PORTLAND — A new report from the Great Schools Partnership, a nonprofit school support organization, says the city’s only expeditionary learning high school provides an environment of “inclusivity, openness, listening and negotiation.”
The organization presented its evaluation of Casco Bay High School, the city’s smallest high school with about 280 students and 20 teachers, to the School Board last week.
The report states that “the school has demonstrated consistently high levels of accomplishment in every dimension, with exemplary performance … in many areas. In our view, such scores would be rare if other high schools were measured by the same standards.”
The report also presented criticisms of the school, including recommendations that CBHS create policies and procedures for staff consistency.
The report calls for improvement in the analysis of student data and improvements in the math program, in response to students receiving poor scores on standardized tests.
The report stated that “the math classes at Casco Bay routinely operate at a lower cognitive level … and provide fewer opportunities for student collaboration than other classes.”
CBHS Principal Derek Pierce said he knows there are still things the school can improve, but that six years after opening, it is moving from the start-up phase to more solid ground.
“It’s gone about as well as I could have hoped,” said Pierce, who opened the school in 2005.
He said one of the biggest challenges for the school was explaining to the community what its mission was and what kinds of students it serves.
“At first we had an existential crisis,” he said. “We were asking, and the public was asking, ‘should we exist?’ I think that’s answered now.”
Pierce cited the past two years, when all of CBHS’s graduates were accepted to college.
“Not all of them went, some did gap years, but they were all accepted,” he said.
Applying to college is part of the CBHS curriculum and is required of all its students.
“We think it’s important kids have options,” Pierce said. “Of all the things to require, (college applications) are pretty relevant.”
The expeditionary learning model means students work on a themed project that utilizes different academic and creative skills. For instance, last year the junior class did an analysis of the BP oil spill in the Gulf of Mexico. They studied the chemicals involved, the ecological impact, the impact on the people of the area, southern blues music, and raised $30,000 to travel to Biloxi, Miss., to interview people in the area.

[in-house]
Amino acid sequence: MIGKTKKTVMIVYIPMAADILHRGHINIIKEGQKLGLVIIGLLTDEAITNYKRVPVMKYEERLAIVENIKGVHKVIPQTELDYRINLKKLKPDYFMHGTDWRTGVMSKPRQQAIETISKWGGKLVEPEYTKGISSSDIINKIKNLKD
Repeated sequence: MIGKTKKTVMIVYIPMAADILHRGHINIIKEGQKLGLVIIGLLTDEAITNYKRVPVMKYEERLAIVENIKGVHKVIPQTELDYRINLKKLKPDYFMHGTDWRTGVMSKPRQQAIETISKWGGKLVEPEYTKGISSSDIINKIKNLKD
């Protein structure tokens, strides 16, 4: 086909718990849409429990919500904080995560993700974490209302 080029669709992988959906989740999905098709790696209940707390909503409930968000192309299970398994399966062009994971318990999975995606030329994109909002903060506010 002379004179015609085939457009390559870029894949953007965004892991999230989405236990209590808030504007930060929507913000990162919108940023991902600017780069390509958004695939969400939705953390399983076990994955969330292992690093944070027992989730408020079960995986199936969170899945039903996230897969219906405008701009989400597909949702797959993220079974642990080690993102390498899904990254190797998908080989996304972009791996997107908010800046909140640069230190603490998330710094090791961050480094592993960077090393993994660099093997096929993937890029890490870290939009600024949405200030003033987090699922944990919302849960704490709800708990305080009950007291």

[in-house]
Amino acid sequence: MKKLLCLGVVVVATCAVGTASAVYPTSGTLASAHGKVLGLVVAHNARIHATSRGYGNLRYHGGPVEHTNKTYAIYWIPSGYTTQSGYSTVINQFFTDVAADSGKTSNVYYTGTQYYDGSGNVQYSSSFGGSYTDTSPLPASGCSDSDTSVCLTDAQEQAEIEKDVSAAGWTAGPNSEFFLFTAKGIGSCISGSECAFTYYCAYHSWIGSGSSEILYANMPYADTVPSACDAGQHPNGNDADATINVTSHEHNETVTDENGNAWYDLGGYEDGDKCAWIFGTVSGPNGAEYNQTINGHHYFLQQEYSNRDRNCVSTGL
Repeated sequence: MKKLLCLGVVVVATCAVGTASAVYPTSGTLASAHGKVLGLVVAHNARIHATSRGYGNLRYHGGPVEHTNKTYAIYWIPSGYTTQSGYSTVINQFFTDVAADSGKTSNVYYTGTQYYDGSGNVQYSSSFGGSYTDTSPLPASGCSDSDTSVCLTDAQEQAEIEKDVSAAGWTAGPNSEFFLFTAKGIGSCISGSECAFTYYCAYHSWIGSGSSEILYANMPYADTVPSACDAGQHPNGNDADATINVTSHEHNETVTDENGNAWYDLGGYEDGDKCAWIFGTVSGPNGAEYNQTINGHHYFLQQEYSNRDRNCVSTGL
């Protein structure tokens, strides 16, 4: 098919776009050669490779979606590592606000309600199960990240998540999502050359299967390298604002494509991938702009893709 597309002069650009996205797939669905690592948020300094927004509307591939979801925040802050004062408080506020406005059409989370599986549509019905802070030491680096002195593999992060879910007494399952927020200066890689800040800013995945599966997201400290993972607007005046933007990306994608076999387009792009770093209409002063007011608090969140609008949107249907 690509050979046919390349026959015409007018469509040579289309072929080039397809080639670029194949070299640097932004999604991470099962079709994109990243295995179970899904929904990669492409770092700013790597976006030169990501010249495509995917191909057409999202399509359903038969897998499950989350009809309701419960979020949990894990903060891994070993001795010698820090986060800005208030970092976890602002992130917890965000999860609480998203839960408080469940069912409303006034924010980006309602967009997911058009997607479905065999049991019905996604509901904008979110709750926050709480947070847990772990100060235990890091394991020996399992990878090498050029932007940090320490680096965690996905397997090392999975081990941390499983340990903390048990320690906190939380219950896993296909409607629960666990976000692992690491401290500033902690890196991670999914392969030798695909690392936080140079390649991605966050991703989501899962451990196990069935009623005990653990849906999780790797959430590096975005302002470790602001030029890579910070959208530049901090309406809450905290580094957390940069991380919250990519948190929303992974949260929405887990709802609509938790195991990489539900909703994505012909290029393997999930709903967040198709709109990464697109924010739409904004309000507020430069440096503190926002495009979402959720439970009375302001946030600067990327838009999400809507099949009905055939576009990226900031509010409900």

“It was eye-opening,” said Noah Lupica, a rising CBHS senior. “To be able to go out and create change, it was amazing.”
Lupica said it was a team effort between the teachers and the students to make the projects happen. She said her experience at CBHS, where she has attended since her freshman year, has been great, thanks to the enthusiastic teachers.
“There’s never a dull moment,” she said. “I absolutely love every one of my teachers. Not a lot of high school students can say that.”
Lupica’s younger brother attends Portland High School, which, she said, is better suited to his personality.
“It’s different, but it works with our different learning styles,” she said.
Pierce said the Biloxi project included some of the best curriculum he has ever seen.
“We want kids, a couple times a year, to do work they never thought they could do,” he said.
Despite the success of its students, CBHS has had some growing pains.
The school was unsure how to handle siblings as part of its admission lottery, until a recent clarification. It now gives preference to siblings, but does not guarantee them admission.
“As we grow up, things come up that we didn’t anticipate,” Pierce said.
The school is hoping to expand in the 2012-2013 school year, to 93 students in its freshman and sophomore classes. If the proposal is accepted, it will allow the school to create a senior class teacher team, something it doesn’t currently have.
Right now, teachers teach 75 percent of the time in one grade level, and 25 percent of the time with seniors.
“We have teams for all the grade levels except the seniors,” Pierce said. “We think we can get some economies of scale (by increasing the size of each graduating class).”
Pierce said the school has a wait list of approximately 70 students, which he sees as validation that the expeditionary learning model is becoming more popular.
The school represents the same demographics as the Portland school system, with about 20 percent English language learners.
Pierce said that in a small school, teachers and administrators often recognize other deficiencies students and their parents might not even know they have, and can work with them on improving in those areas.
“Schooling is hard,” he said. “In a small school, though, the more you know kids, the more you know their needs.”